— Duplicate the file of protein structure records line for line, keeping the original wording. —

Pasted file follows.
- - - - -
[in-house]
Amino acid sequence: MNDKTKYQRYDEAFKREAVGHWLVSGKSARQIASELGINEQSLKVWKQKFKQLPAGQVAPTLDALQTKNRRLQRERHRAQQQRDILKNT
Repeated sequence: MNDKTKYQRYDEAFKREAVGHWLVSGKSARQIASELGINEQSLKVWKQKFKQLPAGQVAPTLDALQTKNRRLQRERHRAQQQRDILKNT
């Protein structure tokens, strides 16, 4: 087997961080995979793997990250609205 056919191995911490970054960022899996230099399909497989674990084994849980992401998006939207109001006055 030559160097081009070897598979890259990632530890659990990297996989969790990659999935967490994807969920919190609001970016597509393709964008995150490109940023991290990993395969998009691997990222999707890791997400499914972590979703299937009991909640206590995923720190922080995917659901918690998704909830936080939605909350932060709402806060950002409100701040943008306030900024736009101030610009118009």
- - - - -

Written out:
[in-house]
Amino acid sequence: MNDKTKYQRYDEAFKREAVGHWLVSGKSARQIASELGINEQSLKVWKQKFKQLPAGQVAPTLDALQTKNRRLQRERHRAQQQRDILKNT
Repeated sequence: MNDKTKYQRYDEAFKREAVGHWLVSGKSARQIASELGINEQSLKVWKQKFKQLPAGQVAPTLDALQTKNRRLQRERHRAQQQRDILKNT
């Protein structure tokens, strides 16, 4: 087997961080995979793997990250609205 056919191995911490970054960022899996230099399909497989674990084994849980992401998006939207109001006055 030559160097081009070897598979890259990632530890659990990297996989969790990659999935967490994807969920919190609001970016597509393709964008995150490109940023991290990993395969998009691997990222999707890791997400499914972590979703299937009991909640206590995923720190922080995917659901918690998704909830936080939605909350932060709402806060950002409100701040943008306030900024736009101030610009118009």